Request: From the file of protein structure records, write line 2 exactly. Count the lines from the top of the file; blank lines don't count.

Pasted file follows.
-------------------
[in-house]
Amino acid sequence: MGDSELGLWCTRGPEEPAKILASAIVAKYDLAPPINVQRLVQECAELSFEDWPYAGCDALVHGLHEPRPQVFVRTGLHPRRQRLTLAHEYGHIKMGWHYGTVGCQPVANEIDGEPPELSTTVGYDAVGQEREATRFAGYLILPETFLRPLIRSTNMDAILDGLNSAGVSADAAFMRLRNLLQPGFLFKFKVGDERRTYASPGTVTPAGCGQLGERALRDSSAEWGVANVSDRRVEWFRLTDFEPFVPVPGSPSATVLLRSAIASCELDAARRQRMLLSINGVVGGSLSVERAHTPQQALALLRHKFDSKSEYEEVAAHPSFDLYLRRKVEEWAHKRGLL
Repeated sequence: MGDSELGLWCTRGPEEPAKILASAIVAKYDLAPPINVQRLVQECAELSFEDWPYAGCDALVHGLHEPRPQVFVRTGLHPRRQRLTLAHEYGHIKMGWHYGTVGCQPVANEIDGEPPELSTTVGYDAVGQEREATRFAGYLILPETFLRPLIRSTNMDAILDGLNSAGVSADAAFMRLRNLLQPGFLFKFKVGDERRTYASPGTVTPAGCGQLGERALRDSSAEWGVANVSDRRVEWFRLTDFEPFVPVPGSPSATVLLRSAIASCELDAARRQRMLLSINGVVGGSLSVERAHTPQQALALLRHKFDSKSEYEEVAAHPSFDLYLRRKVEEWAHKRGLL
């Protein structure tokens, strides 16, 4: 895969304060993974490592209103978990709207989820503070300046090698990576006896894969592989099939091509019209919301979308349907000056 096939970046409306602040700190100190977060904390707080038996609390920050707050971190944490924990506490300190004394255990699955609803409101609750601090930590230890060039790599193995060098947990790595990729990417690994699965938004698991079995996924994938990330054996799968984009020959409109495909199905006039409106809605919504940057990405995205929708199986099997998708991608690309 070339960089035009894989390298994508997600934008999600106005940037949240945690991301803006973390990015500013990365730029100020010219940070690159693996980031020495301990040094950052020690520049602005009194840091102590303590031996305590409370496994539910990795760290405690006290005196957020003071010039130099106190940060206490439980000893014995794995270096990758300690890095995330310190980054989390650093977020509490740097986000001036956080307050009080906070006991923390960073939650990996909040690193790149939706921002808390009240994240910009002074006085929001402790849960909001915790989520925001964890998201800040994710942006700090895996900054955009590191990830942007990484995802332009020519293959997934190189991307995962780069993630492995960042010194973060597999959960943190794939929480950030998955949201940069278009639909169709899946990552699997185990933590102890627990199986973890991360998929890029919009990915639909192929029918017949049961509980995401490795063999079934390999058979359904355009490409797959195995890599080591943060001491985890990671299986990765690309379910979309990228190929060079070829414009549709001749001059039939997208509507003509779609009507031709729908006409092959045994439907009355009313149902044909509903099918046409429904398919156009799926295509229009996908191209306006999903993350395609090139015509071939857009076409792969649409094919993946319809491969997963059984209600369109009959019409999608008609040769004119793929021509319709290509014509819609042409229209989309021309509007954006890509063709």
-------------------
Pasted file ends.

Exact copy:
Amino acid sequence: MGDSELGLWCTRGPEEPAKILASAIVAKYDLAPPINVQRLVQECAELSFEDWPYAGCDALVHGLHEPRPQVFVRTGLHPRRQRLTLAHEYGHIKMGWHYGTVGCQPVANEIDGEPPELSTTVGYDAVGQEREATRFAGYLILPETFLRPLIRSTNMDAILDGLNSAGVSADAAFMRLRNLLQPGFLFKFKVGDERRTYASPGTVTPAGCGQLGERALRDSSAEWGVANVSDRRVEWFRLTDFEPFVPVPGSPSATVLLRSAIASCELDAARRQRMLLSINGVVGGSLSVERAHTPQQALALLRHKFDSKSEYEEVAAHPSFDLYLRRKVEEWAHKRGLL